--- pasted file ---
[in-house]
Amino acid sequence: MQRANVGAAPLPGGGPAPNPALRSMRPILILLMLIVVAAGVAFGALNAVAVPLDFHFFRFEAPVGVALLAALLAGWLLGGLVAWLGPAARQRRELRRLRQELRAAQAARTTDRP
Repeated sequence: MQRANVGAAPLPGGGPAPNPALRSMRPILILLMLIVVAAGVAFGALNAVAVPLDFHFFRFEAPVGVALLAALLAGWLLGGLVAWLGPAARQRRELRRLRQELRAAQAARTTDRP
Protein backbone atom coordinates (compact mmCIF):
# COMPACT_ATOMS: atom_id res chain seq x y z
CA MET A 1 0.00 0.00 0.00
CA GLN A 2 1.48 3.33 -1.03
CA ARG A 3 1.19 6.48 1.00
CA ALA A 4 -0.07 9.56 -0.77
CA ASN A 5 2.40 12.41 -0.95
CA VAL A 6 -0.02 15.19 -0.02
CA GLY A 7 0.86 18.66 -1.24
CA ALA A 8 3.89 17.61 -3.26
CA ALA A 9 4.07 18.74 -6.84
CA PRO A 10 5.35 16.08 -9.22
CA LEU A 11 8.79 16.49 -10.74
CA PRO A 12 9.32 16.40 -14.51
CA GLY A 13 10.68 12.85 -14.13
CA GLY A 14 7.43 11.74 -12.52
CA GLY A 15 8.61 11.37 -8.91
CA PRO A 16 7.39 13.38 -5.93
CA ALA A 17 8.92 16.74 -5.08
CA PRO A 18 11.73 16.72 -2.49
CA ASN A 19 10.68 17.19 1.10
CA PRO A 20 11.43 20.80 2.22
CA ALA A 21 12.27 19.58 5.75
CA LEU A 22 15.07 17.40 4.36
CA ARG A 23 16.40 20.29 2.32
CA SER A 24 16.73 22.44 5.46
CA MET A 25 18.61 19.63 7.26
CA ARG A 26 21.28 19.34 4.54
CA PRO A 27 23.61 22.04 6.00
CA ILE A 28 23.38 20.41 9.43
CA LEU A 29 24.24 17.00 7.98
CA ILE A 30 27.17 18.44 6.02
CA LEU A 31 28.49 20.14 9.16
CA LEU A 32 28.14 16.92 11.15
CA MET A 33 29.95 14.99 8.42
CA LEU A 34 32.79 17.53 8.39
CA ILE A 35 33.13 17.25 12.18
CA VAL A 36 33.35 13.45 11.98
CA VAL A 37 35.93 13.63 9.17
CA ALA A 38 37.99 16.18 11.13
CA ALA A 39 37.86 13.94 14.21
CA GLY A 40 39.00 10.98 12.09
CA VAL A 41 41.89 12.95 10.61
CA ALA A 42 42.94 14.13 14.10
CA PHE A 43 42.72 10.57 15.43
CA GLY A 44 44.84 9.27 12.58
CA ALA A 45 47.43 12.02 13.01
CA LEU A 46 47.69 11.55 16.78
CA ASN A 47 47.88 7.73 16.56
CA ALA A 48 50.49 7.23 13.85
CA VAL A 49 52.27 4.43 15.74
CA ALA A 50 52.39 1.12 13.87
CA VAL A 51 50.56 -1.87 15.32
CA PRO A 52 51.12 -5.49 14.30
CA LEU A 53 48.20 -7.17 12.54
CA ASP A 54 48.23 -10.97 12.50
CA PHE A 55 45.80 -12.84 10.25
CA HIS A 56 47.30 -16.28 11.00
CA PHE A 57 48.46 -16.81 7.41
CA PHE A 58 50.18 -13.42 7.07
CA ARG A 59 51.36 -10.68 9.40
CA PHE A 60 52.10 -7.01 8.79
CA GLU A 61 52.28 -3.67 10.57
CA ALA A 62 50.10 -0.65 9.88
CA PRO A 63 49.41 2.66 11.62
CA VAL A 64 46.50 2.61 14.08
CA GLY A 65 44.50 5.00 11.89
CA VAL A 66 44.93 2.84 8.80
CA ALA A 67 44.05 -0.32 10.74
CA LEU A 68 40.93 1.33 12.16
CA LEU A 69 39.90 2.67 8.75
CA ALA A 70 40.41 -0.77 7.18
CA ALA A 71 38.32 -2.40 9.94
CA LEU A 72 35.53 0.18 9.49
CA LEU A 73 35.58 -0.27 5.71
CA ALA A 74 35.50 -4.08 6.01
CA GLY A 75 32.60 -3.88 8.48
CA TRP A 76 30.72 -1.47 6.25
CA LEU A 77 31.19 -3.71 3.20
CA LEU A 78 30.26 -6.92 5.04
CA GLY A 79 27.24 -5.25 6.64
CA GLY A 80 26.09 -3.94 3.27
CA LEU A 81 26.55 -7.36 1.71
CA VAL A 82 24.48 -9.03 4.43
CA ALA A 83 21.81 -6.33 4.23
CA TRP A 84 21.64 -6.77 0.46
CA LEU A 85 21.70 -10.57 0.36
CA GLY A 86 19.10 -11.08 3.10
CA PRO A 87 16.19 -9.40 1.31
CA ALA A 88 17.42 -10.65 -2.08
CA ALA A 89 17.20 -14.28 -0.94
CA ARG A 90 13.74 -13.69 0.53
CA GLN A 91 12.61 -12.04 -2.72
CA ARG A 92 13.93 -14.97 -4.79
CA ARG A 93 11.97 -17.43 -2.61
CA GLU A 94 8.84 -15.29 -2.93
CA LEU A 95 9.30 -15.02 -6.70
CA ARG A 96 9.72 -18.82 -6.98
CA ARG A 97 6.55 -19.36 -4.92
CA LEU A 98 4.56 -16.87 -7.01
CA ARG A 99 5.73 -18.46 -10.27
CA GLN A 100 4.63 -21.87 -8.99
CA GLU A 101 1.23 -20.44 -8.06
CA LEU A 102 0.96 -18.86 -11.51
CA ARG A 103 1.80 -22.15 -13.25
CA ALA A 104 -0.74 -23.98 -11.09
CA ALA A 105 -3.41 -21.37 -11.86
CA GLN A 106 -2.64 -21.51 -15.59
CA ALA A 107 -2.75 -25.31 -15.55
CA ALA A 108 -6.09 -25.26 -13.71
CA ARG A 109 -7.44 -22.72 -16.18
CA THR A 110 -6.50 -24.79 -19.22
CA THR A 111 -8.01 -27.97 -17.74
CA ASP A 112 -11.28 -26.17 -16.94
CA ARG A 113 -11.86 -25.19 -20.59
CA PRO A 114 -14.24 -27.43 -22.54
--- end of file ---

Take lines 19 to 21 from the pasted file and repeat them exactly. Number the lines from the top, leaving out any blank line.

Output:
CA GLY A 14 7.43 11.74 -12.52
CA GLY A 15 8.61 11.37 -8.91
CA PRO A 16 7.39 13.38 -5.93